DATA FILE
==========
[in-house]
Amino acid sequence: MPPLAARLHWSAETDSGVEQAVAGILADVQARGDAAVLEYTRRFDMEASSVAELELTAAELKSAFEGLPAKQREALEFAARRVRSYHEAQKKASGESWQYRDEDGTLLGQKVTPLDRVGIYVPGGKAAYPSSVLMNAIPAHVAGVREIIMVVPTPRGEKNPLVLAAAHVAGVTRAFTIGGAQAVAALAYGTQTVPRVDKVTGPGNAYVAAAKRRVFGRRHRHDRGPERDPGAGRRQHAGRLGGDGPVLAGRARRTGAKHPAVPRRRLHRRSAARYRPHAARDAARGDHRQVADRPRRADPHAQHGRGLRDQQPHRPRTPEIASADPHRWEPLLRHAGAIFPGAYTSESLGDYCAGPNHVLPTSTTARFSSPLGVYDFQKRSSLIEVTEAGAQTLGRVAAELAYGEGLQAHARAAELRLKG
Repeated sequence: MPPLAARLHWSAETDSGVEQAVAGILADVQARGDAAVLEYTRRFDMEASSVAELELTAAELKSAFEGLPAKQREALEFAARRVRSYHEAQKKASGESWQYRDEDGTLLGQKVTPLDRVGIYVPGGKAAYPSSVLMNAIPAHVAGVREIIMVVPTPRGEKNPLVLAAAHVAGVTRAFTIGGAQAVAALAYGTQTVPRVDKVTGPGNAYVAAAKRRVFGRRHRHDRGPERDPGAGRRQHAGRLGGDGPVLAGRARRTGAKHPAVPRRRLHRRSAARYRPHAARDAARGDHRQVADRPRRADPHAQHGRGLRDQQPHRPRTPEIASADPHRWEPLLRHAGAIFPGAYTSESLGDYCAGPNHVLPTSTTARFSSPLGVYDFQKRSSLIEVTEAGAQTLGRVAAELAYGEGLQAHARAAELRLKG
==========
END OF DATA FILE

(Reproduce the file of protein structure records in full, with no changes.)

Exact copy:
[in-house]
Amino acid sequence: MPPLAARLHWSAETDSGVEQAVAGILADVQARGDAAVLEYTRRFDMEASSVAELELTAAELKSAFEGLPAKQREALEFAARRVRSYHEAQKKASGESWQYRDEDGTLLGQKVTPLDRVGIYVPGGKAAYPSSVLMNAIPAHVAGVREIIMVVPTPRGEKNPLVLAAAHVAGVTRAFTIGGAQAVAALAYGTQTVPRVDKVTGPGNAYVAAAKRRVFGRRHRHDRGPERDPGAGRRQHAGRLGGDGPVLAGRARRTGAKHPAVPRRRLHRRSAARYRPHAARDAARGDHRQVADRPRRADPHAQHGRGLRDQQPHRPRTPEIASADPHRWEPLLRHAGAIFPGAYTSESLGDYCAGPNHVLPTSTTARFSSPLGVYDFQKRSSLIEVTEAGAQTLGRVAAELAYGEGLQAHARAAELRLKG
Repeated sequence: MPPLAARLHWSAETDSGVEQAVAGILADVQARGDAAVLEYTRRFDMEASSVAELELTAAELKSAFEGLPAKQREALEFAARRVRSYHEAQKKASGESWQYRDEDGTLLGQKVTPLDRVGIYVPGGKAAYPSSVLMNAIPAHVAGVREIIMVVPTPRGEKNPLVLAAAHVAGVTRAFTIGGAQAVAALAYGTQTVPRVDKVTGPGNAYVAAAKRRVFGRRHRHDRGPERDPGAGRRQHAGRLGGDGPVLAGRARRTGAKHPAVPRRRLHRRSAARYRPHAARDAARGDHRQVADRPRRADPHAQHGRGLRDQQPHRPRTPEIASADPHRWEPLLRHAGAIFPGAYTSESLGDYCAGPNHVLPTSTTARFSSPLGVYDFQKRSSLIEVTEAGAQTLGRVAAELAYGEGLQAHARAAELRLKG